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  • Writer's pictureAllan Sander


Today I am covering the period from late August to October, late summer to early fall here in the U.S.A. - more specifically, in the high desert of northern Arizona (Arid-zona, as I like to call it, for obvious reasons). What is fun in these parts is the variety of terrain, along with unique flora and fauna. This time I’m focusing on Orthoptera, specifically, grasshoppers.

Their quirky design splattered with multihued colors augment the richness of every habitat they reside. I enjoy watching children partaking in a game of tag with these restless creatures; stooping down for a closer look, then quickly hopping back up to pursue their fleeting subject, again and again! And here I am …still going at it!

Today’s hike is through open fields and adjacent scrub bordering a riparian reservoir that hosts some of the largest Fremont cottonwoods I’ve ever seen! The field is ablaze with color: bright orange globe mallows shelter beneath the field of sunflowers along the wooded edge.

The large flower stalks host a myriad of invertebrates. I find a large female Melanoplus bivittatus, Two-striped grasshopper. It probably spent the night sheltered beneath a protective leaf and now awaits to warm up with the first penetrating rays of light.

Further along, I find a copulating pair of Red-legged grasshoppers, M. femurrubrum, but it may be M. sanguinipes. The former is one of the most commonly encountered hoppers in North America. A key to its Identification is finding a male and looking at the end of its enlarged abdomen to find a subgenital plate that is "U"-shaped along the top edge, which is best when viewed from behind. Often it requires to have the specimen in-hand for identification. Enough said, time to move along - more surprises ahead.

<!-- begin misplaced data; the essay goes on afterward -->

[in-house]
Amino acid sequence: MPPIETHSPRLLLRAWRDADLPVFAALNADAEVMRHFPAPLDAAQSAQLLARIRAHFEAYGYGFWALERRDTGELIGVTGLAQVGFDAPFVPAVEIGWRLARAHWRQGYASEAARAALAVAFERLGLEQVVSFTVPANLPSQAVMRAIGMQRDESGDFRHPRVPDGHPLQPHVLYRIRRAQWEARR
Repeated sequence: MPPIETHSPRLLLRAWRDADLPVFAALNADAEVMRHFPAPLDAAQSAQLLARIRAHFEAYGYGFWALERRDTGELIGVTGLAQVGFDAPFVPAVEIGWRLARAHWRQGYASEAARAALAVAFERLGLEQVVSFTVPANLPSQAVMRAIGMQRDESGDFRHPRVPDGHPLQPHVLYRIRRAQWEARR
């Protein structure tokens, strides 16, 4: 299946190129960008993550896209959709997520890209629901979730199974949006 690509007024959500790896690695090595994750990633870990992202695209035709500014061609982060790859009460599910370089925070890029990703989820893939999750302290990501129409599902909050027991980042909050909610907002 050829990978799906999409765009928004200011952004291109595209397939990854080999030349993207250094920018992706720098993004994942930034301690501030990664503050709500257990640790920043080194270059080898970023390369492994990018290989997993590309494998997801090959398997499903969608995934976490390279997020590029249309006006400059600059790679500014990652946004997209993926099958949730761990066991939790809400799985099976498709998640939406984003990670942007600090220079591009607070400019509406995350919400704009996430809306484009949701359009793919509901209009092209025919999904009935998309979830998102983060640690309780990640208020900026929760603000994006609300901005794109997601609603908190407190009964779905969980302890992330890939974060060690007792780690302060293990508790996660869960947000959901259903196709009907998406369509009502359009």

A startled Carolina Locust (Dissosteira carolina) takes flight displaying its morning cloak wing-pattern. Their overall color ranges from gray to olive or brown to cinnamon. They’re abundant and found across the U.S. and southern Canada. Bugs of all sizes and colors actively rummage through the foliage. Bees

compete with flower flies and beetles for protein rich pollen and nectar. A Harlequin bug, wearing a coat of bright orange and black, ambles along. Skippers zip among the blooms. The flurried activity goes on unabated. “Mellow out guys! Check out that basking Lakin grasshopper, Melanoplus lakinus. Now that personifies contentment.”

Granite (Basin) Lake on the outskirts of Prescott, AZ is one of those picturesque mountain lakes saddled among rocky outcrops.

Reeds and various sedges and wildflowers rim the shoreline. I follow the grass-lined trail where in the shadow of a ponderosa pine I hear an incessant “ticking” sound;

it has a ventriloquistic quality and I do not know where to search among the blades of grass.

“Aha!” I spy the dark shape of a slant-faced grasshopper. Stridulatory pegs on its hind femur rub against inner wings to make this clatter. I rise, he freezes. Stepping back a few paces, wings raise, quiver and the ballad continues.